Two Khans Grace Tabriz Constitution House

Two Khans Grace Tabriz Constitution House

Tabriz House of Constitution can be visited when you reach Motahari Ave in the city of Tabriz. Located near the Tabriz bazaar, this building has great historical significance. Popularly known as ‘Khaneh Mashrouteh’, the building is a symbol of fighting despotism and reminiscent of struggles by Sattar Khan and Baqer Khan, the two key figures in the Iranian constitutional movement.
During the years leading to the Constitutional Revolution and later, the house was used as a gathering place for the leaders, activists and sympathizers of the movement.  Among them, the most famous people were Sattar khan, Bagher Khan, Seqat-ol-Eslam Tabrizi and Haji Mirza Aqa Farshi.
The house was constructed on the orders of Haj Mehdi Koozekanani in 1868. It includes a two-floor building with internal and external parts (‘andaruni’ and ‘biruni’).  Haj Mehdi Koozekanani was a merchant in the bazaar of Tabriz. With the initiation of the constitutional movement in Tabriz city, he joined the uprising and became one of its major financiers. At the same time he used the house as a meeting place for the revolution leaders, and a place for publication of their underground paper. In 1975 the house was registered by the Cultural Heritage of Iran. The main attractions of the structure lie in the beautiful skylight and the corridor which is full of mirrors and colorful glass fittings, according to an edited article by Iran Review.
Statues of Sattar Khan and Baqer Khan, known as Sardar-e Melli (national commander) and Salar-e Melli (national leader) respectively, stand at the entrance of the building, a reminder of the passion for fighting in that era.
Sattar Khan’s revolver and examples of the printing press from the constitutional movement era are among the items at the museum.
The museum also features personal belongings of Seqat ol-Eslam Tabrizi, a Shia cleric who was hanged by Russian troops in Tabriz, as well as photos of others who were campaigning against the presence of Russian troops in Tabriz. It includes sculptures of famous constitutional revolutionaries, their personal belongings, weapons, underground newspaper, and numerous photos from the revolution. One of the rooms in the building highlights women’s role in the revolution.

 legend and mystery
Tabriz is the capital of one of the most famous provinces in Iran, Azarbaijan or Aturpatgan.  
The provincial capital of East Azarbaijan was the second largest city in Iran until the early 1970s and has been the capital city of Iran numerous times throughout the country’s old history. Tabriz is located in a valley to the north of the beautiful Mount Sahand. The valley opens out into a plain that slopes down gently to the northern end of Lake Urumia, about 60 km to the west.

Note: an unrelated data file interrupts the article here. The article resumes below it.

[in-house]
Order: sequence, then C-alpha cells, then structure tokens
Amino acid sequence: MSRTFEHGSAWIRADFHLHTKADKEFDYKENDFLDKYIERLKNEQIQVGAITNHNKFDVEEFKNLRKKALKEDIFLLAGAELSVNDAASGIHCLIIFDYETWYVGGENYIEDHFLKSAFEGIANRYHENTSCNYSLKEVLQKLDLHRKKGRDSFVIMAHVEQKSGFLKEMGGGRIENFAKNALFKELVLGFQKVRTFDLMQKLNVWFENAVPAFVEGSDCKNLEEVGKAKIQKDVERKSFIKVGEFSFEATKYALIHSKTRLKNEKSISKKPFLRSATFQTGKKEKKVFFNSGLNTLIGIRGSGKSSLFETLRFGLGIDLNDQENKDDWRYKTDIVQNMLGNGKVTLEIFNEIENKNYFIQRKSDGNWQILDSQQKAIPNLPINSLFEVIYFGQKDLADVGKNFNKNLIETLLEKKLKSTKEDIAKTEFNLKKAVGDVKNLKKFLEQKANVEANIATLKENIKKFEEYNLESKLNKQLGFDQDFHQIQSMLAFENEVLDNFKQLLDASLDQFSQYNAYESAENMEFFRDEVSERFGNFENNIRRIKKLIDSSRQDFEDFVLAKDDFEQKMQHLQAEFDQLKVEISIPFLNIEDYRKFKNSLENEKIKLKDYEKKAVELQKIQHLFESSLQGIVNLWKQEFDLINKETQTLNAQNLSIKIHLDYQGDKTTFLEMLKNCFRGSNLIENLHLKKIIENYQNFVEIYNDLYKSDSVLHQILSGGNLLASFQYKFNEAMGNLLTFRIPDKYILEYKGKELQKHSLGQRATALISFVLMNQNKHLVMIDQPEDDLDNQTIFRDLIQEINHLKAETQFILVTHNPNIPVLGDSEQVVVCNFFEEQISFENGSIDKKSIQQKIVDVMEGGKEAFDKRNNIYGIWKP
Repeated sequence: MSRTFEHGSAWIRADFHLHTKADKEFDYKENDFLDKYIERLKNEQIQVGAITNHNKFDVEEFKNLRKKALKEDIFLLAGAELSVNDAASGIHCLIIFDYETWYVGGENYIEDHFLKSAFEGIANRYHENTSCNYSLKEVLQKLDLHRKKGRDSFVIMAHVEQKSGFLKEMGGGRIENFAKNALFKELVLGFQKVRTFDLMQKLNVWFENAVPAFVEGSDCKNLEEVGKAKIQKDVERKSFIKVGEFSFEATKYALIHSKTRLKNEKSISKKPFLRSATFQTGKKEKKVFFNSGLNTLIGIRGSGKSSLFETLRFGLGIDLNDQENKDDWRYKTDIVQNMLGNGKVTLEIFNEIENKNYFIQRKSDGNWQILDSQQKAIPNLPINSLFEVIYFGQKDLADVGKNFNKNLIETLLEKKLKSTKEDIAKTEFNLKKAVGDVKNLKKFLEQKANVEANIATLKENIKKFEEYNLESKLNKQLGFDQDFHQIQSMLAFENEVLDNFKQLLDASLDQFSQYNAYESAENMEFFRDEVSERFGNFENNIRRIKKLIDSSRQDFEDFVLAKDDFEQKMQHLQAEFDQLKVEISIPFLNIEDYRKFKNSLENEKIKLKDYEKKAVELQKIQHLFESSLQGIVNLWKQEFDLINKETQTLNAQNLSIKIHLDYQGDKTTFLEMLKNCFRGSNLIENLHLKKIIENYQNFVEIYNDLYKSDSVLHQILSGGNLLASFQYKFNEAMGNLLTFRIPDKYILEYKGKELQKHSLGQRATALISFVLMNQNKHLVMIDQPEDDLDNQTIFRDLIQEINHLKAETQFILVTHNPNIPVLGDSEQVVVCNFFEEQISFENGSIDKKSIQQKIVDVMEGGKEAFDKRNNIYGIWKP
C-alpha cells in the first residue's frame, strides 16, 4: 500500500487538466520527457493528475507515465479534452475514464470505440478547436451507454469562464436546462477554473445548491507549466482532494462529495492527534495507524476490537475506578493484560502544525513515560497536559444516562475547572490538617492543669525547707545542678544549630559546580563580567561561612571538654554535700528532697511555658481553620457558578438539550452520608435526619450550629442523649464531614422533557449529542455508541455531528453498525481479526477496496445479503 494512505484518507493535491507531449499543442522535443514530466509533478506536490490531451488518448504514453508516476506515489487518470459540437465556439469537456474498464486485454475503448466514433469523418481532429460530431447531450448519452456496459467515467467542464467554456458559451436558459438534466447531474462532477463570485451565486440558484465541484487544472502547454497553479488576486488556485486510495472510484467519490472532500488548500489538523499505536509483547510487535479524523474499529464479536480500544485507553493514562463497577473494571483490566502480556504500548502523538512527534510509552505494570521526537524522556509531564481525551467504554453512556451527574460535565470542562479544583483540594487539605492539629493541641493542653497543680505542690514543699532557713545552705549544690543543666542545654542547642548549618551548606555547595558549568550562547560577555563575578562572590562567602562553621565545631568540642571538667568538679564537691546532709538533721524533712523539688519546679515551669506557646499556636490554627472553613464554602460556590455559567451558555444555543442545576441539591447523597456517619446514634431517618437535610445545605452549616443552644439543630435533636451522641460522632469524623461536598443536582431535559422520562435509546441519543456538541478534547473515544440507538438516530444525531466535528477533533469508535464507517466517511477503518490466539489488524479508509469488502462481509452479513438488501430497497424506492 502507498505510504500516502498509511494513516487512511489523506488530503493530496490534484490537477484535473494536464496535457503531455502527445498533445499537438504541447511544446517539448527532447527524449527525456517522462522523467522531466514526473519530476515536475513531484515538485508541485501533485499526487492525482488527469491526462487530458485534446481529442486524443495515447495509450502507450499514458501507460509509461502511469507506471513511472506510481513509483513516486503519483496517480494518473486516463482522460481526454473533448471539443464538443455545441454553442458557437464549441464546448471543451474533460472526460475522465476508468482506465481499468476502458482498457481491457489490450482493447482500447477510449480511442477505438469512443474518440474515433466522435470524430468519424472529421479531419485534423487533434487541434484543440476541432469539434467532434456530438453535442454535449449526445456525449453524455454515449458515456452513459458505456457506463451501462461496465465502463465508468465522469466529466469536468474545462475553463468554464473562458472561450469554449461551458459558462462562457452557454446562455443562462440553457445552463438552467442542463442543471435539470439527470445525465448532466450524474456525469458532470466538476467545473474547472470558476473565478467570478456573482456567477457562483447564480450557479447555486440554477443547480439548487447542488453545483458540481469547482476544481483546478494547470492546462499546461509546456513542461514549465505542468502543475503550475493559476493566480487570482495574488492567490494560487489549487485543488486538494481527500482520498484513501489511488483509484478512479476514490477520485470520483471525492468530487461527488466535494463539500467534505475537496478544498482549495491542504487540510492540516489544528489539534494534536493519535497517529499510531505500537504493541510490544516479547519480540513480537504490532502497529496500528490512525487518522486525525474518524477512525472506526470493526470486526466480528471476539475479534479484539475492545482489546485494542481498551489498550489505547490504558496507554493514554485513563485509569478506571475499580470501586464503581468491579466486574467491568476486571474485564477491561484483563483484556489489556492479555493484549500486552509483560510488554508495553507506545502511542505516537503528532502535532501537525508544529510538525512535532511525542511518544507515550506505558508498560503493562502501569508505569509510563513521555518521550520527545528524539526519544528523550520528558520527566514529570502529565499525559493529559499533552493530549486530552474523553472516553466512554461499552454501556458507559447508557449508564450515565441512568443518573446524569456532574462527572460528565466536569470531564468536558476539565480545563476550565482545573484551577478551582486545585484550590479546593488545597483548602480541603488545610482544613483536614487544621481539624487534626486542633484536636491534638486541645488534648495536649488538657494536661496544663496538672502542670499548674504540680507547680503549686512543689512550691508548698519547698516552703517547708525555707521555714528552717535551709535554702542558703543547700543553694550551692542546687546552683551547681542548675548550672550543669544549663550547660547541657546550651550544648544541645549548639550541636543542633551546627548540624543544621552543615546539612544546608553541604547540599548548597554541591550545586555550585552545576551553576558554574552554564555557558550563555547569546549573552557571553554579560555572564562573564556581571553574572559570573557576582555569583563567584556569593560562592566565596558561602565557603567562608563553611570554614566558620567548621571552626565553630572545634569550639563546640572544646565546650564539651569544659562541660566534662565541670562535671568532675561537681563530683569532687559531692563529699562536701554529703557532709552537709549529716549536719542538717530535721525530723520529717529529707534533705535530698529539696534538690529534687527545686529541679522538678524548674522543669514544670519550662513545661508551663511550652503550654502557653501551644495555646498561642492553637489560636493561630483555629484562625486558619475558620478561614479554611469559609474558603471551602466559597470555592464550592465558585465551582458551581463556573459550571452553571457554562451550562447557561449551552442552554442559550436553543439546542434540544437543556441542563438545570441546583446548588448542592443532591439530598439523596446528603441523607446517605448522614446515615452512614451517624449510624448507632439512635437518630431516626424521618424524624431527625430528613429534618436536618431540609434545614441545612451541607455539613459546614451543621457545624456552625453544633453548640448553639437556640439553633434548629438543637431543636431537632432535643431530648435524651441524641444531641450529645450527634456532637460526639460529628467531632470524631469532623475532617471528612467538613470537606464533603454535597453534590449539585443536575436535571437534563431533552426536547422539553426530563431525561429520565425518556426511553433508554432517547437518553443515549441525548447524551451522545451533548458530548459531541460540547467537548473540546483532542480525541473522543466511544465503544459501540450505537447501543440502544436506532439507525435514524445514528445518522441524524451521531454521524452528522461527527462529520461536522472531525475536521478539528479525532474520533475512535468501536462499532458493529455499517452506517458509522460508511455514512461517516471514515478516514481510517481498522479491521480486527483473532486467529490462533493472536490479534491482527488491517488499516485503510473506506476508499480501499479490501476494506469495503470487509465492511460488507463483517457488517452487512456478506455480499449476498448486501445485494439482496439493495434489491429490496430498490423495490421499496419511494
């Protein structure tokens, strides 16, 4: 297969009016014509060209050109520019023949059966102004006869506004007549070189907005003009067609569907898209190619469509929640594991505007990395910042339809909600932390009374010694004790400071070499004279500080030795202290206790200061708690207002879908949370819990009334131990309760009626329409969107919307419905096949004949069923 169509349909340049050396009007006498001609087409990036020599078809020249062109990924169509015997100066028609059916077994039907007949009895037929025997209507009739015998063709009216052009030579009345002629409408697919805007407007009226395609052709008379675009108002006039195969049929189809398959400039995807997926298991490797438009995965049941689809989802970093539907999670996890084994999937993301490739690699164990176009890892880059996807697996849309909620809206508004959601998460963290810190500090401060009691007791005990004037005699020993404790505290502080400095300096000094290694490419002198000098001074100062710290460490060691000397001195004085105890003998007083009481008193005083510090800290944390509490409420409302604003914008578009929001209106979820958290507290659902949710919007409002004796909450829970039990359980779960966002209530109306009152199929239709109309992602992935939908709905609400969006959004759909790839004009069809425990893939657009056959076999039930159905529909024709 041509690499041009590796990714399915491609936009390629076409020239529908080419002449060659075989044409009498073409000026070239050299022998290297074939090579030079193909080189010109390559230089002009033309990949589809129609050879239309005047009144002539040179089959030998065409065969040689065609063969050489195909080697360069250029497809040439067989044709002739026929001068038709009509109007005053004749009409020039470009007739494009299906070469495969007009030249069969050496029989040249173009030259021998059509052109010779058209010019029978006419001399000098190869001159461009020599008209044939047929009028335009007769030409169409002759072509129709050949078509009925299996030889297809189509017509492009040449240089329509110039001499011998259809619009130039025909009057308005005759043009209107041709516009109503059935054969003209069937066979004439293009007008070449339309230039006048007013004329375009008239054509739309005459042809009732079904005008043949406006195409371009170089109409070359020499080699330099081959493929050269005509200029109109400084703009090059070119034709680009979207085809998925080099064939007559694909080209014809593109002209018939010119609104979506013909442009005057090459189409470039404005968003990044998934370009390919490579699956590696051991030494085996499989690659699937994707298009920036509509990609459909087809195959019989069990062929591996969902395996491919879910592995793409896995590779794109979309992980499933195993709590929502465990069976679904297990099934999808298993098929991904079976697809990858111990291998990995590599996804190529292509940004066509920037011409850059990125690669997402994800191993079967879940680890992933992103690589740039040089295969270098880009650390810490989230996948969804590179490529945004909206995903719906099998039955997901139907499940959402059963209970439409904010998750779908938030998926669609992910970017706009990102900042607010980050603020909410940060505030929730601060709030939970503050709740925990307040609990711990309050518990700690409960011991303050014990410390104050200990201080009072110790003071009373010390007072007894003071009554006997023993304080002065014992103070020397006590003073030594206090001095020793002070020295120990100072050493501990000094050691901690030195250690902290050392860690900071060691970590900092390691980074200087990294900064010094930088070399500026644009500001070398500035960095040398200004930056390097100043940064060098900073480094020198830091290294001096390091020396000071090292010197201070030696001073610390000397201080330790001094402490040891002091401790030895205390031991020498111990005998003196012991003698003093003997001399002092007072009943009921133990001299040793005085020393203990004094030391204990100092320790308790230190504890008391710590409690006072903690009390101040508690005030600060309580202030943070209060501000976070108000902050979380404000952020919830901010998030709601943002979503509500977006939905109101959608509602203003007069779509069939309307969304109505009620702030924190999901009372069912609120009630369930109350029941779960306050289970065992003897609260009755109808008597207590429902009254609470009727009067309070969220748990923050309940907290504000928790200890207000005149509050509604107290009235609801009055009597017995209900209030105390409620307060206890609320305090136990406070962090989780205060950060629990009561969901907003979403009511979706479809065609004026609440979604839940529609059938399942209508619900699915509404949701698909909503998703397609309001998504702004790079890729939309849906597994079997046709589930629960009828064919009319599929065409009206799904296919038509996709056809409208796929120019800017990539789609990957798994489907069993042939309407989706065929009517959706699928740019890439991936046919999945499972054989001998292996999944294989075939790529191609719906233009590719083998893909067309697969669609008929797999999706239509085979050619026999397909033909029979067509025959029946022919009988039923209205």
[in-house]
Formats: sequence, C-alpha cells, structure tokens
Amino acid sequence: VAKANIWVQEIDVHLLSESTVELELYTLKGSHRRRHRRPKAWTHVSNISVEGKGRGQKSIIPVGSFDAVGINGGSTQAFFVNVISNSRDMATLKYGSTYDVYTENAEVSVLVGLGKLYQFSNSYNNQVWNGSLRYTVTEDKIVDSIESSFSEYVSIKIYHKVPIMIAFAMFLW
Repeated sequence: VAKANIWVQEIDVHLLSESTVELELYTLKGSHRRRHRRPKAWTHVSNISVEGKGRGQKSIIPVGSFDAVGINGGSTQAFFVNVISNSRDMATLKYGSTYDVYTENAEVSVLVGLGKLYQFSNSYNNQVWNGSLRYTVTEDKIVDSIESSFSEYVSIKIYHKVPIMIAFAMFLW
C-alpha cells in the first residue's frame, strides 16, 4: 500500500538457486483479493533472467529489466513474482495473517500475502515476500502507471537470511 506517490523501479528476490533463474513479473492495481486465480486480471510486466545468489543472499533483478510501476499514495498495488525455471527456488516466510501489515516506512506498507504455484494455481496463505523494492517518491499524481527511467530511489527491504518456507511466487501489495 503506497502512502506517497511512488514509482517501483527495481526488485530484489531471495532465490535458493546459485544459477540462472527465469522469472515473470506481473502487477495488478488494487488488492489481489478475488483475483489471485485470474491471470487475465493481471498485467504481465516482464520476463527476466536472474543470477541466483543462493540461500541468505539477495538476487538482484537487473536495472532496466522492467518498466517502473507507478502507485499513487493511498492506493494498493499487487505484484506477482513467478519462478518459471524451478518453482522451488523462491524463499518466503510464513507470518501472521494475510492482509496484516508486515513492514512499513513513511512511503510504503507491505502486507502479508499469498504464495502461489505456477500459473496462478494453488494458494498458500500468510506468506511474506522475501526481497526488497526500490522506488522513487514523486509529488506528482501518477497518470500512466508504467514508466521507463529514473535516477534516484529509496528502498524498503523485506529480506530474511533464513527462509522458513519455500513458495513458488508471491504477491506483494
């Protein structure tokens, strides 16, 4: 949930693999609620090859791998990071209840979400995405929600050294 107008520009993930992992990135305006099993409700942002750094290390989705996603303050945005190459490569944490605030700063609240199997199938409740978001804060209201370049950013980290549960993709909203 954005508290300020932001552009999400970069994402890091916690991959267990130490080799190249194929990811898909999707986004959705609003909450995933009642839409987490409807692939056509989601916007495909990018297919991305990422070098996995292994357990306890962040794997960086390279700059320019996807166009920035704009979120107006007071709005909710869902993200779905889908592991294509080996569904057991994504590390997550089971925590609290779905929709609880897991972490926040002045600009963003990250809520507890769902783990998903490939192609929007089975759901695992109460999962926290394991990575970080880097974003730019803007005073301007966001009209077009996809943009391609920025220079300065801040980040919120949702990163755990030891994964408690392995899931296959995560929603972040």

The city has a long and turbulent history although the early history of Tabriz is shrouded in legend and mystery. The town’s origin is believed to date back to distant antiquity, perhaps even before the Sassanian era (224 - 651 A.D.). The oldest stone tablet with a reference to Tabriz is that of Sargon the second, the Assyrian king. The tablet refers to a place called Tauri Castle and Tarmkis. Historians believe this castle was situated on the site of the present day Tabriz. It was the capital of Azarbaijan in the 3rd century A.D. and again under the Mongol Ilkhanid dynasty (1256 - 1353), although for some time Maragheh supplanted it.
During the reign of Aqa Khan of the Ilkhanids, as well as under the reign of Ghazan Khan, Tabriz reached the peak of glory and importance. Many great artists and philosophers from all over the world traveled to Tabriz.
In 1392, after the end of Mongol rule, the town was sacked by Tamerlane. It was soon restored under the Turkman tribe of the Qara Qoyunlu, who established a short-lived local dynasty. Under the Safavids it rose from regional to national capital for a short period, but the second of the Safavid kings, Shah Tahmasp, moved the capital to Qazvin because of the vulnerability of Tabriz to Ottoman attacks. The town then went into a period of decline, fought over by the Iranians, Ottomans and Russians and struck by earthquake.
The town did not return to prosperity until the second half of the 19th century.  Although the greatest boost to Tabriz came with the opening up of Iran to the West at the turn of this century, when it became the main staging post between the interior of Iran and the Black Sea and, for a short time, the economic capital.
With a very rich history, Tabriz used to house many historical monuments. Unfortunately, many of them were destroyed in repeated invasions and attacks by foreign forces, negligence of governments, as well natural disasters such as earthquakes and floods. What remains now mostly dates back to the Ilkhanids, the Safavids, and the Qajars. Some of the monuments are unrivaled masterpieces of architecture, such as the Constitution House.


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